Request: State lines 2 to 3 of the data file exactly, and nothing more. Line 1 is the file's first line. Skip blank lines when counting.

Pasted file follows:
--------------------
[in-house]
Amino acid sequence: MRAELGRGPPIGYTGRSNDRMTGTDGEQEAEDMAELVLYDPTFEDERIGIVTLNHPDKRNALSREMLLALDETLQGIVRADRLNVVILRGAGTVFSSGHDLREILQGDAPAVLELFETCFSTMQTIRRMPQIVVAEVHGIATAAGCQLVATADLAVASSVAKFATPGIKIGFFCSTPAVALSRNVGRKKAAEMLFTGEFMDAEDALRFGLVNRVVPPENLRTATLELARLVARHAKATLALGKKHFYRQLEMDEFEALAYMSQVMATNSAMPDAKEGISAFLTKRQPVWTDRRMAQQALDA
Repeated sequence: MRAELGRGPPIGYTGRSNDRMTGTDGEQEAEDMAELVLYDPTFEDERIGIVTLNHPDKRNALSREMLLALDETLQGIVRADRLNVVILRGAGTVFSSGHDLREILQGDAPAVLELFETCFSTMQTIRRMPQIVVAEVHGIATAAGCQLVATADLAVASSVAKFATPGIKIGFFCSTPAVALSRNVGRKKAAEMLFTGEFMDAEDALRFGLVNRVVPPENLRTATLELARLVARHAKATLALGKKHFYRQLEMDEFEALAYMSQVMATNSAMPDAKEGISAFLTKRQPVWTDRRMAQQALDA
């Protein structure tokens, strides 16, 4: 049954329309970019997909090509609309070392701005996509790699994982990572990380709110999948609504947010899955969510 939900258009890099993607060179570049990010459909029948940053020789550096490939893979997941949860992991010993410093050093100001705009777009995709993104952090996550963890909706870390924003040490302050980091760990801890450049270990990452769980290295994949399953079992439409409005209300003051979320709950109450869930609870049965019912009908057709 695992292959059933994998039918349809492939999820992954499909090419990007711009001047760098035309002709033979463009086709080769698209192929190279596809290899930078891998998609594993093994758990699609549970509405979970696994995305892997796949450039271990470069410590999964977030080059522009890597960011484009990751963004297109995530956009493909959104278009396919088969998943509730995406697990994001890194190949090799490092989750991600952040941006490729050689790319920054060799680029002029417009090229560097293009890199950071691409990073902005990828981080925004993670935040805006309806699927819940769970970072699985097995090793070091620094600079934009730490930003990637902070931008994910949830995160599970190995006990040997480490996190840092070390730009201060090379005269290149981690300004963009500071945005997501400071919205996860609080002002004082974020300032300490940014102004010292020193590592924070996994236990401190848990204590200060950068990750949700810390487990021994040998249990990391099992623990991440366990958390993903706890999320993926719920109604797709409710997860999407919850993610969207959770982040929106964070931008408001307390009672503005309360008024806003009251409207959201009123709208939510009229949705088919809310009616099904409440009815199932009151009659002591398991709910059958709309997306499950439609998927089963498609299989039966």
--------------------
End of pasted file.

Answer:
Amino acid sequence: MRAELGRGPPIGYTGRSNDRMTGTDGEQEAEDMAELVLYDPTFEDERIGIVTLNHPDKRNALSREMLLALDETLQGIVRADRLNVVILRGAGTVFSSGHDLREILQGDAPAVLELFETCFSTMQTIRRMPQIVVAEVHGIATAAGCQLVATADLAVASSVAKFATPGIKIGFFCSTPAVALSRNVGRKKAAEMLFTGEFMDAEDALRFGLVNRVVPPENLRTATLELARLVARHAKATLALGKKHFYRQLEMDEFEALAYMSQVMATNSAMPDAKEGISAFLTKRQPVWTDRRMAQQALDA
Repeated sequence: MRAELGRGPPIGYTGRSNDRMTGTDGEQEAEDMAELVLYDPTFEDERIGIVTLNHPDKRNALSREMLLALDETLQGIVRADRLNVVILRGAGTVFSSGHDLREILQGDAPAVLELFETCFSTMQTIRRMPQIVVAEVHGIATAAGCQLVATADLAVASSVAKFATPGIKIGFFCSTPAVALSRNVGRKKAAEMLFTGEFMDAEDALRFGLVNRVVPPENLRTATLELARLVARHAKATLALGKKHFYRQLEMDEFEALAYMSQVMATNSAMPDAKEGISAFLTKRQPVWTDRRMAQQALDA